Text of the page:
Let’s talk about the transition from theatre to events. I worked in an Operations role for Vivid in 2019, which was my first event. Operations was a good way to break into events. You have an involvement in the creative process but you’re not bogged down in it. I love the high-level management that you get to do more so in an operations or production management role. Although I loved working on Vivid, I walked away exhausted and thinking maybe events aren’t for me. I’d never really realised that major events come with an adrenalin, an event rush. But then I went back to a theatre show and I missed the high pace and the high-pressure environment.


The event control room of Vivid is a good example of that kind of environment, but I thrive best in those situations.

Most recently you were working on the Gluttony Festival? Gluttony was probably the perfect role, because it’s a combination of the two things I love. It’s a major event. The festival runs for a month. It’s a two-week bump in, four day bump out, it’s crazy. I was essentially head of lighting onsite. I operated a couple of shows, assisted with changeovers and we run as the response team for problems during the evening. It ticked all my boxes. It’s the major event adrenalin and it’s lighting. Plus, it’s a great social environment.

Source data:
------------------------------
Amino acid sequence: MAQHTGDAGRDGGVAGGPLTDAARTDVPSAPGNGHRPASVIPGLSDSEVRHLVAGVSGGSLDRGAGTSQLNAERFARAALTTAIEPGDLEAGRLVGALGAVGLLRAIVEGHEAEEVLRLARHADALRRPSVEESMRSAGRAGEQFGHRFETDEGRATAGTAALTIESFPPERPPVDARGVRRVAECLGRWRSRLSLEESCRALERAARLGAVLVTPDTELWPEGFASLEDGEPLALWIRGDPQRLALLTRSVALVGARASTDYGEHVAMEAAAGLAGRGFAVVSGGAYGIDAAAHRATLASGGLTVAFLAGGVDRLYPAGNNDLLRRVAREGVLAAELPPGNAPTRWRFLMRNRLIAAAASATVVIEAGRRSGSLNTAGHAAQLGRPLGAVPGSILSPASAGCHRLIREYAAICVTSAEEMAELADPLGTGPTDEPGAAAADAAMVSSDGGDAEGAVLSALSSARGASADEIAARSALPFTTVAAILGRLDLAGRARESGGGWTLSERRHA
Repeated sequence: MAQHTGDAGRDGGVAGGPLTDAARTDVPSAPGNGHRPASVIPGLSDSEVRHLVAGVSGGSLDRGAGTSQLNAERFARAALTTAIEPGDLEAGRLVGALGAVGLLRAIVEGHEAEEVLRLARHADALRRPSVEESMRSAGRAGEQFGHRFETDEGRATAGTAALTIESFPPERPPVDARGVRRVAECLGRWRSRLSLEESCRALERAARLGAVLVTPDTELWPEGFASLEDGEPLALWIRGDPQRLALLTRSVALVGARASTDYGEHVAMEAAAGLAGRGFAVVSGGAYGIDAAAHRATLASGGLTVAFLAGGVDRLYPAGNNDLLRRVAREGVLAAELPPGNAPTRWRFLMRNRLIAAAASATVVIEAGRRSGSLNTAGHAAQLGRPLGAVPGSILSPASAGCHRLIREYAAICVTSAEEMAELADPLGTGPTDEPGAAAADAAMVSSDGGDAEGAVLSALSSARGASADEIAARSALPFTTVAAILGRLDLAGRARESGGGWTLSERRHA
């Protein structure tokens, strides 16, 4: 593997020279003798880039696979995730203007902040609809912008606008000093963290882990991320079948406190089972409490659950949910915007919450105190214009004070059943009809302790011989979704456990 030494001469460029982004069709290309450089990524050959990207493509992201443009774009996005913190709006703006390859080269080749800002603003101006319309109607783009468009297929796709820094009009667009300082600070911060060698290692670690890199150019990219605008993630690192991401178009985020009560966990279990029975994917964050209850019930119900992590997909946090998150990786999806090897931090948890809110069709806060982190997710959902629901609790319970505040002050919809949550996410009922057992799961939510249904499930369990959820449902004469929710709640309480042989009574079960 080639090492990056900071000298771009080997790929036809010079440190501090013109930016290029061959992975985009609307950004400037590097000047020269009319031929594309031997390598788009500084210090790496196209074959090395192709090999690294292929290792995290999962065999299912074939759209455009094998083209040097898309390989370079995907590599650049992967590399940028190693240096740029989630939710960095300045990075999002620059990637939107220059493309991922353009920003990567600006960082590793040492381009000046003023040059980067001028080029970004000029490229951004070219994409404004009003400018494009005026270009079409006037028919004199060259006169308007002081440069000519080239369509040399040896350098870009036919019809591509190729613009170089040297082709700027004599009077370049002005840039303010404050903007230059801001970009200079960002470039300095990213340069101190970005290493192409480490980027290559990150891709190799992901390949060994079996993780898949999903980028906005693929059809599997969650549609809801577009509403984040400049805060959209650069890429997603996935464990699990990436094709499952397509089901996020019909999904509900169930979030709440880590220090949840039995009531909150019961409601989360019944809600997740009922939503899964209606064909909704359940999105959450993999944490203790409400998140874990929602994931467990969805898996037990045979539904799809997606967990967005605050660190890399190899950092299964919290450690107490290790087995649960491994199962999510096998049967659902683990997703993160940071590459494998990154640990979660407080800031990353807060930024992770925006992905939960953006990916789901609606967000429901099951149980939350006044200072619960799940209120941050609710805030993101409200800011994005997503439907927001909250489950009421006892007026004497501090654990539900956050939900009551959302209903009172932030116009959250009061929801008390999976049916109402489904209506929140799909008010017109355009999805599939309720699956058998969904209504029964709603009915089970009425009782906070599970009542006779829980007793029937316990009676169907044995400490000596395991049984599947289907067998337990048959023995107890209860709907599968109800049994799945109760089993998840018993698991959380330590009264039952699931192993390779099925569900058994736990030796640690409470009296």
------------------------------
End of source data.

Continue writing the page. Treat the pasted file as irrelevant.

Have I read Gluttony was a female production only? We were an all-female production management team this year. Which was great and also just a coincidence. When the Head of Production booked me, she said “We didn’t choose you because of this, it’s just a happy accident.” When we worked it out on site, it was something like 80% of our technical crew were female, and it wasn’t a thing that they had sought out to do. It just happened that way.

That’s a lot of female crew – were they all locally sourced? No, we had quite a lot of internationals, which got really interesting when COVID-19 happened because a lot of our staff thought “I don’t know if we can get home.”

Do you think women are drawn to working in that festival or theatre type of environment because there are more females and it feels more inclusive? I think so. Sometimes I find it’s quite hard to throw yourself into a gig if you know you’re going to be the only female. You’ve got to go into it with a different mindset.

Let’s talk about that mindset. Is it a defensive thing? Because I’m a young female, people often look at me and think I don’t know anything. So, you’ve got to stand your ground and have your own back. You’ve got to believe in what you’re saying. When you develop a relationship with crew it obviously changes. But you’ve got to go into that first day and put down a good solid foundation from the beginning. I find that people often don’t realise that there’s a thought process behind why you’re doing something. So, in a way, you have to prove yourself.


It’s become better and people challenge me less now. I find once people understand that you know what you’re talking about, it gets a lot easier.

Is there any way to change this? It’s all about working with companies that will support you. I think a big part of it is if you do make a mistake, you have to own it. If people can see that you’re human, they will trust you a lot more. I think if I didn’t have the support from people that I had early on, I might have changed industry.